The vast majority of digital comics still either start out as print comics or are destined to become print comics at some point in their lifetimes, but that’s likely to change as the medium matures. DC Comics pushed that maturation a step further this week with the announcement of two new digital comics lines that both use digital-friendly techniques.
In fact, it’s hard to imagine any way to translate the DC2 comics into print: Rather than moving from panel to panel, readers will tap the screen to bring in the next storytelling element, which could be a word balloon, a pictorial element, or a whole new scene. As DC’s Jim Lee told Wired blogger Laura Hudson, “What’s cool is that you really get to challenge the rules of traditional storytelling. You aren’t beholden to a strict left to right western culture narrative. You can have elements that leap back and forth.”
Dropping in a new visual element with each swipe isn’t a totally novel idea—it’s a technique that Mark Waid has used in Thrillbent and Marvel’s Avengers vs. X-Men Infinite, and webcomickers have been using variations on it for years (the one that stands out in my mind is Dan Goldman’s Red Light Properties).
The DC2 line will launch with Batman ’66, which is based on the classic 1960s-era Batman TV show, and it’s easy to imagine how the show would translate into a digital comic, with pop-up sound effects and goofy transitions.
DC2 Multiverse, on the other hand, will basically be choose-your-own adventure comics for digital (which should be a lot easier to follow than paperbacks that constantly have you flipping to another page half a book away). The first series in this new line will be Batman: Arkham Origins, which ties in with the upcoming videogame. The appeal to gamers is obvious: Readers can change the story as they go, then return to a branching point to see how it would play out with a different set of decisions. But DC plans to take that interactivity a step further:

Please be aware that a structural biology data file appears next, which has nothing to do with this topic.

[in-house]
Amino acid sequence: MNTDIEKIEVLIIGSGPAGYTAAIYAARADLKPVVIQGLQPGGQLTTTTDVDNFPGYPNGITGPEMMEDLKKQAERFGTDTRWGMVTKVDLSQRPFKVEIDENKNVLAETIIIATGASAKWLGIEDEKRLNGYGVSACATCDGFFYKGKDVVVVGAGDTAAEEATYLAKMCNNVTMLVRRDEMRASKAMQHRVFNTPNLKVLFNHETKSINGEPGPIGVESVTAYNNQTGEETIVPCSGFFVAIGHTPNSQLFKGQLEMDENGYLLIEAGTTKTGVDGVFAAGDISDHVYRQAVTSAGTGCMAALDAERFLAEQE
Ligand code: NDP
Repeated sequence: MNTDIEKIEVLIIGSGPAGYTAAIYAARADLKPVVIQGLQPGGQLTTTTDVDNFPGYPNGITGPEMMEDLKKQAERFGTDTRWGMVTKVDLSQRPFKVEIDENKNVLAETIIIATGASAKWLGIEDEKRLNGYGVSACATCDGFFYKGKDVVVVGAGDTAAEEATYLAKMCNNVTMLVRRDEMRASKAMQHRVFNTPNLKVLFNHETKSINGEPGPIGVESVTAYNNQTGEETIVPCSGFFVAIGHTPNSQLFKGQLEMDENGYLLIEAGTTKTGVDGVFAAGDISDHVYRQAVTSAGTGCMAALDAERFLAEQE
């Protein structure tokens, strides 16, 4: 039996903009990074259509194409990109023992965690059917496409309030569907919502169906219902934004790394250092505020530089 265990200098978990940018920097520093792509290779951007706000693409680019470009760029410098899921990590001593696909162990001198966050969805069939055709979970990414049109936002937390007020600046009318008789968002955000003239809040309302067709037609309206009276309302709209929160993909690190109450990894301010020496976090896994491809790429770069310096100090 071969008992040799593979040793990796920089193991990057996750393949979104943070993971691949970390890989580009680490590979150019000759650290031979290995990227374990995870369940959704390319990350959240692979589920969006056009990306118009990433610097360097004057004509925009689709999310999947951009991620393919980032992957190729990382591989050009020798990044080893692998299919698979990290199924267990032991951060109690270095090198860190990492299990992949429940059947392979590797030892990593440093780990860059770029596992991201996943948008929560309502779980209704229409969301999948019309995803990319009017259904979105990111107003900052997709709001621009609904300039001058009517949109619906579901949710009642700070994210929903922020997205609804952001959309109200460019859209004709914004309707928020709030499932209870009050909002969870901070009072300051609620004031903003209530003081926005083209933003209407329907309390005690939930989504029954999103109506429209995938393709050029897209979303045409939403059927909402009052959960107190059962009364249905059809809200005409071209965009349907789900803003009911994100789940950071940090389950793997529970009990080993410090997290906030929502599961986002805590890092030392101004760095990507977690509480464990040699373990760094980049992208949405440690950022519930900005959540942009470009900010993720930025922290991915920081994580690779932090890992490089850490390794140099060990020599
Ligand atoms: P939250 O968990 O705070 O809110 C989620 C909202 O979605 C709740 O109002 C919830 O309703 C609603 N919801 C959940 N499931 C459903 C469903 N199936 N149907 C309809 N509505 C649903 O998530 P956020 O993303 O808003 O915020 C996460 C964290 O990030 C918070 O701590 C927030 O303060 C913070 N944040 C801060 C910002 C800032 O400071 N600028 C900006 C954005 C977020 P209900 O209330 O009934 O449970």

“We get feedback based on how readers navigate through these stories, and what story branches are most appealing to them,” said Lee. “That’ll give us meaningful input as we create additional chapters for the multiverse storyline, to the point where you can have people vote on the fates of certain characters. The interactivity isn’t just on the screen itself; it’s between us as publishers and readers as fans.”
Indeed, Techhive’s Andy Ihnatko says that the comic will send data back to DC about the user’s choices, which is a little creepy (although the data will be aggregated and won’t be tracked back to the individual user).
In announcing these new comics, Lee and DC Entertainment president Diane Nelson also mentioned the growing importance of digital comics to DC’s overall picture: “Now there are a million downloads a month of DC stories from our digital publishing. It’s not an insignificant business anymore,” Nelson told Wired, while DC’s press release quotes Lee as saying “since the onset of Same-Day-Digital our print and digital sales have both risen by double and triple digits, respectively.”